What is an RPM? One of the main benefits of open source software is that it lets you access each application’s core. Yet, even with that level of access, there’s…

What is an RPM?

One of the main benefits of open source software is that it lets you access each application’s core. Yet, even with that level of access, there’s a need to run simple tasks (running scripts, starting system services…) in a more simple way. That simplified code is referred to as packages (RPM).

The packages are not universal – they are designed to fit each operating system’s (OS) particular framework. For this to work, each OS comes with its own packet manager. For example, Debian distributions use Advanced Packaging Tool ( APT) while Fedora employs the RPM packet manager.

Fedora, OpenSUSE, Red Hat Entreprise Linux and many others make use of the RPM packet manager. Even the acronym used today – RPM – comes from Red Hat Packaging Manager.

Installing the tools and adding a ‘mock’ user

Before creating your first RPM package, you’ll need to install two tools by running

from your terminal. This installs:

  • fedora-packager – which helps you build packages
  • fedora-review – which reviews the package’s quality

After installing the tools, we’re going to go ahead and add a new user to the ‘mock’ group by running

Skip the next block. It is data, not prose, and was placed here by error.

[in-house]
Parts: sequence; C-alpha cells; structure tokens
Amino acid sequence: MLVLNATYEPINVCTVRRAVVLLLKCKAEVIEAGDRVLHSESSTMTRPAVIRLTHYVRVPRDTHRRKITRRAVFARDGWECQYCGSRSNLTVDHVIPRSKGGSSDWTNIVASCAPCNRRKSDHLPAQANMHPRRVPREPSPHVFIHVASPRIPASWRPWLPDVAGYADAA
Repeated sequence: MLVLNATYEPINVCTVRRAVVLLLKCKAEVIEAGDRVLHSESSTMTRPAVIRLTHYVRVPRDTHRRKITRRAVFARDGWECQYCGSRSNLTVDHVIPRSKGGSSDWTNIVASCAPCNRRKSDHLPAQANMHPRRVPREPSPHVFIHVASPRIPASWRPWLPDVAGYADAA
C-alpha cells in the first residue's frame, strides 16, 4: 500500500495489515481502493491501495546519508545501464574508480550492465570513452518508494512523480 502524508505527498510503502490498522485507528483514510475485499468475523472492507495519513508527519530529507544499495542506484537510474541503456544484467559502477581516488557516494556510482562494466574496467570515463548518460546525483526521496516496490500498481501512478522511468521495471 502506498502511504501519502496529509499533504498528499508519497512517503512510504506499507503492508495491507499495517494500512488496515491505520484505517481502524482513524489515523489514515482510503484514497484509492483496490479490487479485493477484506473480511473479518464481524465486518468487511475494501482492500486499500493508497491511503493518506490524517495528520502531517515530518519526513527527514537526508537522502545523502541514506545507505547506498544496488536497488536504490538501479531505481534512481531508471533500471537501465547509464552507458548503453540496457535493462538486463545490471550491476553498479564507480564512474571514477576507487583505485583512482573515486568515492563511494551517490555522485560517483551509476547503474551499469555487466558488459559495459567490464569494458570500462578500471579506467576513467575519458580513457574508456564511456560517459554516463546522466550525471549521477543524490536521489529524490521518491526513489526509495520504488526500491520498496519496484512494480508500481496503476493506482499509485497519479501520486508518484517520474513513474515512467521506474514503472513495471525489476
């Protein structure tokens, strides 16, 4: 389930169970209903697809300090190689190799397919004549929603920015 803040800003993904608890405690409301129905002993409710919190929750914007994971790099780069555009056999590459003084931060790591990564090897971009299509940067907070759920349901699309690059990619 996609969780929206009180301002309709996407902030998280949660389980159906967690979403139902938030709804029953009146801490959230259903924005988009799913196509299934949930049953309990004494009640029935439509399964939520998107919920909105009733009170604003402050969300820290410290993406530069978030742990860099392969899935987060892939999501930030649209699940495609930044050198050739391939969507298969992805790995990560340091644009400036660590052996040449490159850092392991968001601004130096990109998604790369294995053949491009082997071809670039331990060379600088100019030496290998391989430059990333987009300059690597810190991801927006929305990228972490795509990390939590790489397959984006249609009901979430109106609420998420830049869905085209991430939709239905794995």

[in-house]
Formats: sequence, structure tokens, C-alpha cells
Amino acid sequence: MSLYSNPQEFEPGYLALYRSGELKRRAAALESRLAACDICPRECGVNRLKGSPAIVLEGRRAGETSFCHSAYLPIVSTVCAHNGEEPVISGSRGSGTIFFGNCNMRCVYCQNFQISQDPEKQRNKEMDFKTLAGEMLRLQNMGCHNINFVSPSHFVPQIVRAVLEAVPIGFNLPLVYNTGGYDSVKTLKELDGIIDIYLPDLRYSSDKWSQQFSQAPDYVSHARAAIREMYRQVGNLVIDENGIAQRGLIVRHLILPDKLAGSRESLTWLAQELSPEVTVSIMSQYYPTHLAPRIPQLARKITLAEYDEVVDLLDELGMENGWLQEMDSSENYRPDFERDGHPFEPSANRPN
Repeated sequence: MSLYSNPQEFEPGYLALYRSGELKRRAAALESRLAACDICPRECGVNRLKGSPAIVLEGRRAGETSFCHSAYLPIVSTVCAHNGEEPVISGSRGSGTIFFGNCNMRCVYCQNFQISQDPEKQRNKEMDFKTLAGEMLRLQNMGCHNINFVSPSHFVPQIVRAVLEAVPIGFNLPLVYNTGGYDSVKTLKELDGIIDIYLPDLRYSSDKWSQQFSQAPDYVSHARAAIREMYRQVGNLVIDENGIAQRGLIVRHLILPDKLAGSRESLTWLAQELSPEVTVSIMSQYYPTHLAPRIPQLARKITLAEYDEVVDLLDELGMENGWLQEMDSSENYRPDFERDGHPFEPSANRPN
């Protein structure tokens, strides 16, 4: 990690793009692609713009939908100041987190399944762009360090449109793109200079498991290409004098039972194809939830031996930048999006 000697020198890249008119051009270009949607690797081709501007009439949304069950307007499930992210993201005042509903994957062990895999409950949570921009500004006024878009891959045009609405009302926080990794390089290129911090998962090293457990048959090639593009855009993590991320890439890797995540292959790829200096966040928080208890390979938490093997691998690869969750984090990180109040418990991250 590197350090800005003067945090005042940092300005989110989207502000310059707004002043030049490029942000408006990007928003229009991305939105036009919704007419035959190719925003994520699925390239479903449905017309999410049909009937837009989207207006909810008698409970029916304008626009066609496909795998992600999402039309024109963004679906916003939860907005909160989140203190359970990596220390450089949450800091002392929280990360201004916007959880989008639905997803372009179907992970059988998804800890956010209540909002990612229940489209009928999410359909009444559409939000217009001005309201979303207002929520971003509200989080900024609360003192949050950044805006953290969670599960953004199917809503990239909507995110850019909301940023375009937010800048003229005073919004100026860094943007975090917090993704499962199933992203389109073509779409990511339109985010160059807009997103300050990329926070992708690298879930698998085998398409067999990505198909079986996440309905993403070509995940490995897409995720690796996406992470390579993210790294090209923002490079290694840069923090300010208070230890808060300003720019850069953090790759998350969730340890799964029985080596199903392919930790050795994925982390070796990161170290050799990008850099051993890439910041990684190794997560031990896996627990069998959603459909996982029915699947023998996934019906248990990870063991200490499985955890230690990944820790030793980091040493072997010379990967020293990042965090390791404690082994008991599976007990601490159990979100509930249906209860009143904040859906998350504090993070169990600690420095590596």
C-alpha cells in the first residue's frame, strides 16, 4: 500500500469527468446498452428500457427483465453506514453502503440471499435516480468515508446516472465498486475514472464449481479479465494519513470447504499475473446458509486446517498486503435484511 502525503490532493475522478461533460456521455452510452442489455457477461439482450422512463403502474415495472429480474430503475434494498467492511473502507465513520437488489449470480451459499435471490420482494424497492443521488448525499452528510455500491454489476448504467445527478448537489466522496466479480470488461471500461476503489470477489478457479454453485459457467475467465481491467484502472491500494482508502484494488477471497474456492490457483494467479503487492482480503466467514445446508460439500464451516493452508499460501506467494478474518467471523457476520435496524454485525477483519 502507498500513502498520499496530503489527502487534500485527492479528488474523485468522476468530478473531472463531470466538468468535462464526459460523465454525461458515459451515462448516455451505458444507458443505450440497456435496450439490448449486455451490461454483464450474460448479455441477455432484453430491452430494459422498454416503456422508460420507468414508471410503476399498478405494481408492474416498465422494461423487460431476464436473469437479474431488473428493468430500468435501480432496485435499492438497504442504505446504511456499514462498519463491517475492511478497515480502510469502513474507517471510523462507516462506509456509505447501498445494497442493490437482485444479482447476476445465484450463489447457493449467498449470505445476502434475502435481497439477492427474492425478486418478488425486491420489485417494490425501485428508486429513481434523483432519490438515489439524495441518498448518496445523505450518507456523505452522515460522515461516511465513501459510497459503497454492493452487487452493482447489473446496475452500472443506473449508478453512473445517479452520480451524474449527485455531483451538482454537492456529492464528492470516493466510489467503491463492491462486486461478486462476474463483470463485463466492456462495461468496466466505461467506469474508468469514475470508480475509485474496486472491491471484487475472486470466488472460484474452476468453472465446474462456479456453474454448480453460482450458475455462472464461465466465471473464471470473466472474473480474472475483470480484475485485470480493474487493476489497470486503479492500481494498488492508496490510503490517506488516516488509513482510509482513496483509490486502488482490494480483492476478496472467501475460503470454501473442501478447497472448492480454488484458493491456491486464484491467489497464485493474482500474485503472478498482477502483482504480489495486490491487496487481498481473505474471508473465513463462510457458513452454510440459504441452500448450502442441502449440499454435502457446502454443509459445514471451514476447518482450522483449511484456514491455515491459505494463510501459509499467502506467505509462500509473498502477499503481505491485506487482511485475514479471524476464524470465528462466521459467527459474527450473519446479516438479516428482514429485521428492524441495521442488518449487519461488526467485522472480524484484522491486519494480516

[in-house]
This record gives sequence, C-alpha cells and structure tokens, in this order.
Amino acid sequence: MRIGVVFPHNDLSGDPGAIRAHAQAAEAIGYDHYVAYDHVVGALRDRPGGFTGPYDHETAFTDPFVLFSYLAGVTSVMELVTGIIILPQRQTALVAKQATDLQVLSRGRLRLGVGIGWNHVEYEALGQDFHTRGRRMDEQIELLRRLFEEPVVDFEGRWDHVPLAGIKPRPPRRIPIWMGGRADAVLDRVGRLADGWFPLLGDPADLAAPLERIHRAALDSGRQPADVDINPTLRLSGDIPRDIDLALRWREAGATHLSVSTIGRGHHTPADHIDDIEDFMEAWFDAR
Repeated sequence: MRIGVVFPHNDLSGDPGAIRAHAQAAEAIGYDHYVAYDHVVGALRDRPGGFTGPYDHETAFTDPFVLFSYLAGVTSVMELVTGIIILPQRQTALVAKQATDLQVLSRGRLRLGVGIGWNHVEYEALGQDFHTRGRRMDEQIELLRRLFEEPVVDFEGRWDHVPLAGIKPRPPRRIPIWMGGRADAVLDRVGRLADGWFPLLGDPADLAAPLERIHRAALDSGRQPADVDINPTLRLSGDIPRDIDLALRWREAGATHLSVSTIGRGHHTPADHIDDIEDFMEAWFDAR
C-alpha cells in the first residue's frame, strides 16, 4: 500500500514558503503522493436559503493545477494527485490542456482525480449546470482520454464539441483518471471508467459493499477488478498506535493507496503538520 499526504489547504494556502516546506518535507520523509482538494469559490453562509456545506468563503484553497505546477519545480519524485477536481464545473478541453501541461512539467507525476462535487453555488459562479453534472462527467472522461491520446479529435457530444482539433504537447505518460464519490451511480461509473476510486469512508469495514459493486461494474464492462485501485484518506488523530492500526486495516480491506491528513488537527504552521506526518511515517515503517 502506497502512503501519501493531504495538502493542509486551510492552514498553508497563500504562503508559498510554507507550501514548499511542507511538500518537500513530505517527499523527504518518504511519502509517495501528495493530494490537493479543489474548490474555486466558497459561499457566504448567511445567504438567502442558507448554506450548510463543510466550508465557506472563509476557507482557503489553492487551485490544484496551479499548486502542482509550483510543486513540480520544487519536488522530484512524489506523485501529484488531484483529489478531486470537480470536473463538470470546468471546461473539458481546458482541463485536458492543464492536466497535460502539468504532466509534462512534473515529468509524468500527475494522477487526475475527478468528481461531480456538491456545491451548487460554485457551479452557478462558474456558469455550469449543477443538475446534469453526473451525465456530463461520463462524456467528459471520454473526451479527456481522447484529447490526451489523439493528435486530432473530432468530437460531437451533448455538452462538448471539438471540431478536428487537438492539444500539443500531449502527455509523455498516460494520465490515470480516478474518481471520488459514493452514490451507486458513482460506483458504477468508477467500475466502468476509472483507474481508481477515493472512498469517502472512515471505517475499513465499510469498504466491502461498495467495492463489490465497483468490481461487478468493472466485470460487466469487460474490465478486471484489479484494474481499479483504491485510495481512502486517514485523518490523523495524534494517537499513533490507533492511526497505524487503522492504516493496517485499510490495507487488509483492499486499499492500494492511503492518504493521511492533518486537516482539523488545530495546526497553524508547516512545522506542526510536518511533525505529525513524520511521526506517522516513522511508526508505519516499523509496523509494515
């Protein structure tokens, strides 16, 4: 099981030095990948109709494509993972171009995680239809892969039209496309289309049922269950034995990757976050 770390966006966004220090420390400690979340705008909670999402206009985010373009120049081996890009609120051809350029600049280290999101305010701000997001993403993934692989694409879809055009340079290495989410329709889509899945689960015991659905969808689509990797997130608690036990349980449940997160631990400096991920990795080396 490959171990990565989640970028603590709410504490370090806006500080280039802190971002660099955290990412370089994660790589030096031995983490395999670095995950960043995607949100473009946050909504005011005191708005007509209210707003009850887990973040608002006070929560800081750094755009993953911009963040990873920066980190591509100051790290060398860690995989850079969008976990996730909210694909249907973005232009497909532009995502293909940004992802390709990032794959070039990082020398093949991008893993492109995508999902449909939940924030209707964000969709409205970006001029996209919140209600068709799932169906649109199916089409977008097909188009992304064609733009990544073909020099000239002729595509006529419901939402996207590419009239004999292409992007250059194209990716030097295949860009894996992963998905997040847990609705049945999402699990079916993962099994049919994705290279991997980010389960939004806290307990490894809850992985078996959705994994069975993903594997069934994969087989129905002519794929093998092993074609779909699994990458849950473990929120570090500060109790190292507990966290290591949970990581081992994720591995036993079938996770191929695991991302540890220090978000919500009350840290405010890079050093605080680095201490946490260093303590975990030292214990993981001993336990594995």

as under no circumstances should you build and/or test RPMs with the ROOT user.

Building the RPM

For creating the RPM, we’ll need to create a directory to hold the package and .spec file. Spec files contain metadata and information needed to install and compile the software. The file is being named by adding .spec to the package’s name.

Running bash hello should return the desired output – Hello world! Now that we have something worth packaging, we’ll create a file named hello.spec within the directory. Important: Use spaces, not tabs! The indentation is not important with spec files:

You can now run a local build with

This leaves us with a small and not so much functional RPM package that we can use. The next tutorial will explore building RPMs in mock and koji, along with more complex (and useful) RPMs.

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